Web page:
On the bus I see a meth head next to a happy family on the beach, everyone smiling, both of them warnings. I have your cardigan on my lap, shapeless without you in it, and I know you didn’t leave it on purpose. On a beautiful day like today, you’re not thinking about an emergency, the sign says, but you should be—make a disaster plan. The meth ad doesn’t have much of a message, it’s more of a statement of doom and don’t, stay away and avoid. An old couple walking outside together, they look like survivors.
Pack a disaster kit, the sign says in bold, like be ready and then enjoy the sun, knowing that when the waves come it’s easier to run. Head for the hills, higher ground, listen to the news for instructions, what schools won’t be open. Remember when our lights went out? Hold me close, you said, and I lit some candles and listened—we were whole just like the circle beaming on the ceiling from the flashlight pointing up. Maybe we should have climbed through that hole to some different space.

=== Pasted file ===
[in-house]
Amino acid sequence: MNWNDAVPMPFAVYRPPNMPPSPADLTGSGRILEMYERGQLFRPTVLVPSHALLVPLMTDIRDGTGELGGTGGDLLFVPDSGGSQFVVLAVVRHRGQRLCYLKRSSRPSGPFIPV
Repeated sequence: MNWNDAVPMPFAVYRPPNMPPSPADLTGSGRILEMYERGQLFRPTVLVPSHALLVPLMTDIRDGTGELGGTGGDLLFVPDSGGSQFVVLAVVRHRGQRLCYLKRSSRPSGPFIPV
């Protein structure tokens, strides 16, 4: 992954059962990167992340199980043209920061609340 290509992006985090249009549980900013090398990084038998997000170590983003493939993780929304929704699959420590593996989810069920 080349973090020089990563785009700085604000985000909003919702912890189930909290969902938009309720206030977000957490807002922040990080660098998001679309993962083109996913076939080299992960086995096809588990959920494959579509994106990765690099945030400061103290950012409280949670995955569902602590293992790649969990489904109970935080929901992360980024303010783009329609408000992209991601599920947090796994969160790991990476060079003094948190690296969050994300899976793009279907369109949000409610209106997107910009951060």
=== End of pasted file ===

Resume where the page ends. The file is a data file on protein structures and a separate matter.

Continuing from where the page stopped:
You took the car and I can only guess where you’re going. I first thought that out of something beautiful, our initial romance, patterns could be made and symmetry would unfold like reverse origami. Instead, we tore ourselves with purpose so we could align our own pieces, we even ripped at each other, a violent sculpting, and I still remember the sounds—receding waves peeling off the sand.
I’m glad I convinced you to stay for coffee right before you left today for good. Could you have changed your mind beyond the time of a cup and waiting for it to cool? I wonder if its warmth has escaped you by now. When you were gone, I searched for where your lips had been for the final kiss you left without, and I rubbed the bottom and tasted the stain of the sugar that settled. I found your cardigan after looking for shreds of you in the apartment, knowing that you forgot to pack this.
When the sun dies and the sidewalks frost, you’ll need it to be wrapped, even if it’s a fabric’s embrace. Maybe when all is blue and you can see your breath, you’ll think of me while wearing it and smile if I’m not there with you, but if you happen to change your mind, then I’ve got us even more covered under that eternal moon.
Joseph Han is finishing his English degree at the University of Hawai’i at Mānoa, where he won the Ernest Hemingway Undergraduate Award for Fiction. His writing has appeared or is forthcoming in the Hawai’i Review, Metazen, and The Rusty Nail.